City Transit Observations

When I first moved to the Washington region, I lived in Alexandria. There, I had my first experience in a big city with a real transportation network. From my apartment, there were so many different buses passing by - Metrobus, REX, Fairfax Connector, DASH, all in old and new colors.

Coming from Louisville, where the TARC bus is the only option, I was struck with the variety of operators and options out there. I began making simple little illustrations of these buses in an effort to illustrate the diversity of the region through its transit.

Soon, my curiosity expanded to some of my other favorite cities - Toronto, Seattle, and more. One thing lead to another, and I ended up with sixteen cities!

Throughout the entire process, I learned a lot about these sixteen cities and their transit systems. From Chicago and it's streamlined bus network - one bus operator for Chicago, one operator for all of the suburbs - to the Bay Area and it's frustratingly disjointed sea of operators, each city handles its network in a unique way.

And while there are many similarities between cities - the Bombardier Bi-Level commuter rail car, the New Flyer Xcelsior series of buses - there are many unique and interesting vehicles plying the roads, rails, waves and wires of the continent. Here are some of my favorites:



Colorado Railcar was a short-lived American manufacturer that marketed unique, boxy diesel multiple unit (DMU) trains in the United States. It shut down in 2008, but before it did, it built a bi-level DMU set for Tri-Rail in Miami as well as four single-level units to Portland for its Westside Express Service line.

The Liverpool Boat Tram

San Francisco's F Market & Wharves line uses a fleet of historic streetcars, but the most unique by far is the "boat tram." They were built to run along the seaside in the city of Blackpool, UK in 1934. These fun streetcars are a hit among tourists, and this particular illustration can be found hidden in the Transit of the Bay Area print along with five of its heritage streetcar brothers.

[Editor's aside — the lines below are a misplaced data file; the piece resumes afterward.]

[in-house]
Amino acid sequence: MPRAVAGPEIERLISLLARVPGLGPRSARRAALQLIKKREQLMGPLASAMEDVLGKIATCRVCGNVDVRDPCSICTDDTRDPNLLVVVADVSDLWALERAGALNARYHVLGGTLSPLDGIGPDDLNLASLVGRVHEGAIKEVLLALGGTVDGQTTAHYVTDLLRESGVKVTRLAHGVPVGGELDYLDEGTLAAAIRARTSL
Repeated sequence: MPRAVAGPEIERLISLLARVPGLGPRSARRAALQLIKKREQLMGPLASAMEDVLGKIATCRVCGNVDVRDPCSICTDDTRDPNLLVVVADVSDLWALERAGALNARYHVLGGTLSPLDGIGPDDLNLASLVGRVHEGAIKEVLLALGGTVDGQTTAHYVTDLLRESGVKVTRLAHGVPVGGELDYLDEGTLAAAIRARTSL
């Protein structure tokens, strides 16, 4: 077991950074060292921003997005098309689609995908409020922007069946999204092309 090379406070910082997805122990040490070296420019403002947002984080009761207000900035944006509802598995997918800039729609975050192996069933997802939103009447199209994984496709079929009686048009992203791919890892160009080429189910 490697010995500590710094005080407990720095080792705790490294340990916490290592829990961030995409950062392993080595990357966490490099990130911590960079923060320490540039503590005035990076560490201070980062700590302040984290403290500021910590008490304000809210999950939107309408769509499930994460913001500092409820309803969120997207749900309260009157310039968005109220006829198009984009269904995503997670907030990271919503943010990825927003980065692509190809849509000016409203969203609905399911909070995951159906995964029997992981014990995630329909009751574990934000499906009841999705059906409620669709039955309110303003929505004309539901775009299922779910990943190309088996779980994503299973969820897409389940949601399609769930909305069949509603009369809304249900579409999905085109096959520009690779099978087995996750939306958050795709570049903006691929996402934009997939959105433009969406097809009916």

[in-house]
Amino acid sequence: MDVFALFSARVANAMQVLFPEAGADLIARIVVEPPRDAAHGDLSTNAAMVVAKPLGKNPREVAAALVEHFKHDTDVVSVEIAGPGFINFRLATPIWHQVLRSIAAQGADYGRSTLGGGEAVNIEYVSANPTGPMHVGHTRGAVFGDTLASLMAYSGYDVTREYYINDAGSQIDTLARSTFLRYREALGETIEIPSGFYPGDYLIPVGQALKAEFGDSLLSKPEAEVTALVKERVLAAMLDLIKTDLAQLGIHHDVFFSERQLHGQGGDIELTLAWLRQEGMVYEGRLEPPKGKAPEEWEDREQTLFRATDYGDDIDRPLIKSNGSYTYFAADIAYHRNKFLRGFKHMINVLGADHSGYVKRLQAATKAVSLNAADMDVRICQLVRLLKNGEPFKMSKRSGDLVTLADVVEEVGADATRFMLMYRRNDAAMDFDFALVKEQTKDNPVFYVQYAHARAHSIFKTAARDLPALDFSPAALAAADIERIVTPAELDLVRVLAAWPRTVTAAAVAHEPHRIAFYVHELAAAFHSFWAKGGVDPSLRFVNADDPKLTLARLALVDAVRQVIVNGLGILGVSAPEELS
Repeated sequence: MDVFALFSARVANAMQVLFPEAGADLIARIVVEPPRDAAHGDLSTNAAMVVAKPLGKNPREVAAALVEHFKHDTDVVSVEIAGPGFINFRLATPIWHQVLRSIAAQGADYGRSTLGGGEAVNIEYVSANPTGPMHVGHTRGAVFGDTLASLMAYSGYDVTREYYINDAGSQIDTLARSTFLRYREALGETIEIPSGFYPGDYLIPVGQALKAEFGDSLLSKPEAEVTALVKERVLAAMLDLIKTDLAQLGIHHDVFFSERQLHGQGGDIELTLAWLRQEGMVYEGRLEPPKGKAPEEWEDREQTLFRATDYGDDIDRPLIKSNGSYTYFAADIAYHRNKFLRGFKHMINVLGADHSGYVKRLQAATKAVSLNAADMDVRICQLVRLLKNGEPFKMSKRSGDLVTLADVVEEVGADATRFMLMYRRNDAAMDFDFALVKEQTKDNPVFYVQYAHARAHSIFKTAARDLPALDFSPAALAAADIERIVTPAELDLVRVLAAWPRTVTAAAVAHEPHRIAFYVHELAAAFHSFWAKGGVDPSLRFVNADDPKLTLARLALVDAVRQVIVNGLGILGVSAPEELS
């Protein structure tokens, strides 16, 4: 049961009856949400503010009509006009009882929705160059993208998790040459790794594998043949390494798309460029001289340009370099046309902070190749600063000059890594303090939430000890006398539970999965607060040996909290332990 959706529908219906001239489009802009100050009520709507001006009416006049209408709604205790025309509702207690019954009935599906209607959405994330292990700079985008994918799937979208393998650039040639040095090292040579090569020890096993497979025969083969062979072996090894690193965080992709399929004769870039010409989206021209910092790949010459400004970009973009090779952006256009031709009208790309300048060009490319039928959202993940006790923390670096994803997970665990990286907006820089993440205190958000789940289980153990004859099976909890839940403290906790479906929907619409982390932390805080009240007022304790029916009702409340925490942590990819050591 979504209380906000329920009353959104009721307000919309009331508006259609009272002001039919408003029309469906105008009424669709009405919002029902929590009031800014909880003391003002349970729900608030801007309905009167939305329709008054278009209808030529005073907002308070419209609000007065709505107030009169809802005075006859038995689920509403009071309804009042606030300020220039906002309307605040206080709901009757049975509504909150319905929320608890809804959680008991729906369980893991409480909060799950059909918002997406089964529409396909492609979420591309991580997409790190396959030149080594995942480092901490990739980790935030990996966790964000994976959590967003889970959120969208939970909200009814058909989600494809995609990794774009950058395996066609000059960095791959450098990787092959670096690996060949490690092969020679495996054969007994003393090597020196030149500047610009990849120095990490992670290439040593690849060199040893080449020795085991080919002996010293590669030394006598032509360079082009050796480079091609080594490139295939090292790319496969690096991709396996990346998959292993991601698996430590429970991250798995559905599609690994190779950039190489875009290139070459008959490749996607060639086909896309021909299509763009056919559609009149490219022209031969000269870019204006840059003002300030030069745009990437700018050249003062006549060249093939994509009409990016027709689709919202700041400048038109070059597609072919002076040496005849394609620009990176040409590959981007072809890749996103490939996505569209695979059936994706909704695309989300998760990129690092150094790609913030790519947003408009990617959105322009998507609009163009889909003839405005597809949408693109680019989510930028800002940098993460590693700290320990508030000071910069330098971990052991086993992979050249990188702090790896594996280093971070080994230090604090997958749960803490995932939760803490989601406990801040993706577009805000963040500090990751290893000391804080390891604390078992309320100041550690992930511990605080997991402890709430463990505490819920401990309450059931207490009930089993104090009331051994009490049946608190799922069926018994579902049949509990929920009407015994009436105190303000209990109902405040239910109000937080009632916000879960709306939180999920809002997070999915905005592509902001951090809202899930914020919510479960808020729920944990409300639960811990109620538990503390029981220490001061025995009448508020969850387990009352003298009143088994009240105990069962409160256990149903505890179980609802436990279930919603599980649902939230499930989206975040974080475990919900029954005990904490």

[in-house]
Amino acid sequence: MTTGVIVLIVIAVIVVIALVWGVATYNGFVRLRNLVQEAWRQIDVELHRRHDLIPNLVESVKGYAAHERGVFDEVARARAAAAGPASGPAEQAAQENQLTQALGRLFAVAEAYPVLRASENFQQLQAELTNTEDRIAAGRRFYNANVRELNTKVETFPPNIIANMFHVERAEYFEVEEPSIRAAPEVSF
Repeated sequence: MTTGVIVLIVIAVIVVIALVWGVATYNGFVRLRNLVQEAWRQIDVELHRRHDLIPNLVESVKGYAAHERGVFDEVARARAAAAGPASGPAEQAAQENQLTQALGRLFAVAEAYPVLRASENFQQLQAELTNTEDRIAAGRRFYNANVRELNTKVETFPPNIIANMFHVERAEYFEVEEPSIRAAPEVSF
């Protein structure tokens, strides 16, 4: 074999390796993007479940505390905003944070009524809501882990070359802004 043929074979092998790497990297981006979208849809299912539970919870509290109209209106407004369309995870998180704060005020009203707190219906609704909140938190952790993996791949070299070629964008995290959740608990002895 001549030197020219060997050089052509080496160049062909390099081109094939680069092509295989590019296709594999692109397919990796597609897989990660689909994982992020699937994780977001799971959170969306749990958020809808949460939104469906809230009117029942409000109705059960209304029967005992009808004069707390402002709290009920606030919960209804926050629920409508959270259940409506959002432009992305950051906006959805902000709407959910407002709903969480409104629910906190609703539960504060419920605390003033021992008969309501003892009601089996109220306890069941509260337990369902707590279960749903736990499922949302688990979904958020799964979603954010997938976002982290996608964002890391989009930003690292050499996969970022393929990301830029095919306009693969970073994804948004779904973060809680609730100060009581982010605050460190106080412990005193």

Angels Flight

Angels Flight is a landmark of Los Angeles. At a length of 315 feet (at a 33% grade) it is said to be the world's shortest incorporated railway.  Though it is primarily a tourist attraction, the funicular is an important link between two communities. Service is currently suspended after an accident in 2013.

Miami Metromover

In the 1970s, the United States experimented with peoplemovers in Detroit, Jacksonville FL and Miami. Metromover is by far the most successful of the three, and the only one that fully completed the system. The free system connects to Miami's Metrorail system, and helps spur development in the downtown region.

Norristown High Speed Line

Philadelphia's transit network is among the most diverse and unique, as most of its lines are modified off of older and sometimes outdated transit modes. The Norristown High Speed Line is particularly difficult to classify, as it is a former Interurban line. It is sometimes still referred to as such, though this mode of transportation fell out of favor in the 1920s.

The Aerial Tramways

Just two cities in the U.S. have gondola systems. The Portland Aerial Tram carries commuters up 500 feet between the city's South Waterfront district and Oregon Health & Science University. The Roosevelt Island Tramway is an icon of New York City, having transported 26 million passengers since 1976. It connects Roosevelt Island to the Upper East Side of Manhattan.

Montreal's Rubber-Tired Metro

Montreal's Metro system is the only rubber-tired metro system in the collection. Rubber-tired metro systems have smoother rides and higher acceleration, though at the cost of higher energy consumption. Additionally, the Montreal Metro runs entirely underground because the cars are not weatherproof and the electrical system would be severely affected by rain and melting snow.

Seattle Monorail

The Seattle Center Monorail is an elevated monorail line in Seattle. The iconic system was given landmark status in 2003. It was opened in 1962 for the World’s Fair, when 8 million people rode it over a 6 month period. It is one of only two monorails line in the United States used outside of airports and theme parks.

The Aquabus

The Aquabus provides commuter and sightseeing services to locations all along False Creek of central Vancouver, British Columbia. Started in 1986, these multi-colored, small boats have become a recognizable sight in downtown Vancouver. Several different colored illustrations can be found throughout the Transit of Greater Vancouver print.

Las Colinas APT

The Las Colinas Area Personal Transit (APT) System is a people mover system that serves the Las Colinas area of Irving, a suburb of Dallas. The planned system was a 5-mile, 20-station system, though only 1.4 miles was opened in 1986, and closed just 7 years later. Though it has been called a ‘white elephant’ in the past, the small system reopened in the 90s and a connection to the DART light rail network has helped to boost ridership.